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Biographical entry Pringle, Jean Anne Smellie (1930 - 2016)

MB ChB Glasgow 1959; FRCS 1994.

30 August 1930
31 March 2016


Jean Pringle (née Rankin) was head of the department of morbid anatomy at the Institute of Orthopaedics, London. She was born on 30 August 1936 to parents who were relatively elderly. Her mother was a teacher and her father was head of the technical college in Coatbridge, Scotland. He was over 60 at the time of her birth, but survived to see her graduate and wed, to his great joy.

A clever child, she was offered scholarships for both Glasgow High School for Girls and Hutcheson's Girls Grammar School, but chose the latter because of the fame of their hockey team. Jean played hockey for her school and later for Glasgow University - but always in goal because the goalie was allowed to kick the ball. She would have loved to have played football and, as a lifelong fan, had an encyclopaedic knowledge of the game.

She qualified in medicine in 1959 at Glasgow University, at a time when by law women could only form 20 per cent of the year intake. She prospered there and was particularly pleased to win the Hunter medal for anatomy.

She started her career at the Western Infirmary in Glasgow and worked successively for the professor of medicine, the professor of orthopaedics and then the professor of pathology.

She was set for a career in academic pathology, but she married Alexander Pringle, a physician, in 1962 and shortly afterwards her husband moved to a post at Hammersmith Hospital in London. Life started in London for them in a bedsit in Turnham Green. Jean obtained a registrar post in general pathology at the West London Hospital. The staff regarded her highly and offered her a house to ensured that they retained her services.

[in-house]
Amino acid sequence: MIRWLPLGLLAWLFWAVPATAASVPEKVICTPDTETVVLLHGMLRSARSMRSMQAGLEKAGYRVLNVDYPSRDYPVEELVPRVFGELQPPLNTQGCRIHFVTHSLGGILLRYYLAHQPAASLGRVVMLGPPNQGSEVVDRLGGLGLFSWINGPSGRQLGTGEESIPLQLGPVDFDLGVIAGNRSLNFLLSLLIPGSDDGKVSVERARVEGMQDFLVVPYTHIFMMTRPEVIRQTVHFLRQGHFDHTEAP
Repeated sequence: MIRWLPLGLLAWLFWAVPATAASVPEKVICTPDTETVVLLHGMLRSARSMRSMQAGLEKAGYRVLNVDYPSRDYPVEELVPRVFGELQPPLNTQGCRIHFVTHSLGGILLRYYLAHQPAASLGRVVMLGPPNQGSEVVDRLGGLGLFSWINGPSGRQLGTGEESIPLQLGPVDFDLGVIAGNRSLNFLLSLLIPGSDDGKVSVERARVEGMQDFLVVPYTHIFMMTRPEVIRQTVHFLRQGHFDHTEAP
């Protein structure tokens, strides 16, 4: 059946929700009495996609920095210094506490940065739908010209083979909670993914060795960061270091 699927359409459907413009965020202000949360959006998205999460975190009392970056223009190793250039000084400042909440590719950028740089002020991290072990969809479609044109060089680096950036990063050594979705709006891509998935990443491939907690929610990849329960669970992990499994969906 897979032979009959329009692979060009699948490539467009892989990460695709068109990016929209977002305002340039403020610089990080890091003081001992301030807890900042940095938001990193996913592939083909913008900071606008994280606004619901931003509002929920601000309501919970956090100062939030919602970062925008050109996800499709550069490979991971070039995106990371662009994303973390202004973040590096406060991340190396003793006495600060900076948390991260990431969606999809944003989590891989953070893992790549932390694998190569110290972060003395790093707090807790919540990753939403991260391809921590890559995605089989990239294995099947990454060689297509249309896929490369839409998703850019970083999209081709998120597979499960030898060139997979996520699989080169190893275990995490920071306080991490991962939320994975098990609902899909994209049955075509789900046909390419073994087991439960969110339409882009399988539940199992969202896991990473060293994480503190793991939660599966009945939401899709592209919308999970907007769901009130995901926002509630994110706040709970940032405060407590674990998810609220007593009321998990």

When her husband moved to Leeds in 1964, Jean had again to find a new post. This time it was in the Leeds University department of experimental pathology, where she gained experience in writing scientific papers and giving talks in public - something that she initially found to be an ordeal.

In 1967 the couple moved to Chingford in London, where she lived for the rest of her life. Her two sons were born in 1967 and 1968, and Jean initially decided to give up work, however, when the boys started school, she was persuaded to apply for a part time post in pathology with H A Sissons at the Royal National Orthopaedic Hospital in London and there she flourished.

She ended up being head of department and a world authority on the diagnosis and treatment of bone tumours. She owed her success to her knowledge of anatomy, her orthopaedic experience, but above all her God-given ability in pattern recognition and her keen eye for detail. She was author or co-author of over 100 scientific papers in the course of her career in bone pathology. She had an excellent recall of patients' names and their problems. She maintained a close link with her surgical colleagues and where possible she accompanied them on their ward rounds. She was particularly proud of receiving the award of FRCS by election in 1994 for her efforts.

She was a good amateur artist, and an expert in knitting, crochet, embroidery and flower arranging. In the last few years her memory began to fail and dementia caused her personality to change and her life became a challenge. Finally, she fell and broke her hip and, although the surgery was successful, she was not fated to survive. She died on 31 March 2016, aged 79. She was survived by her husband, her two sons (Hamish and Rob) and four grandchildren.

Alexander Pringle

The Royal College of Surgeons of England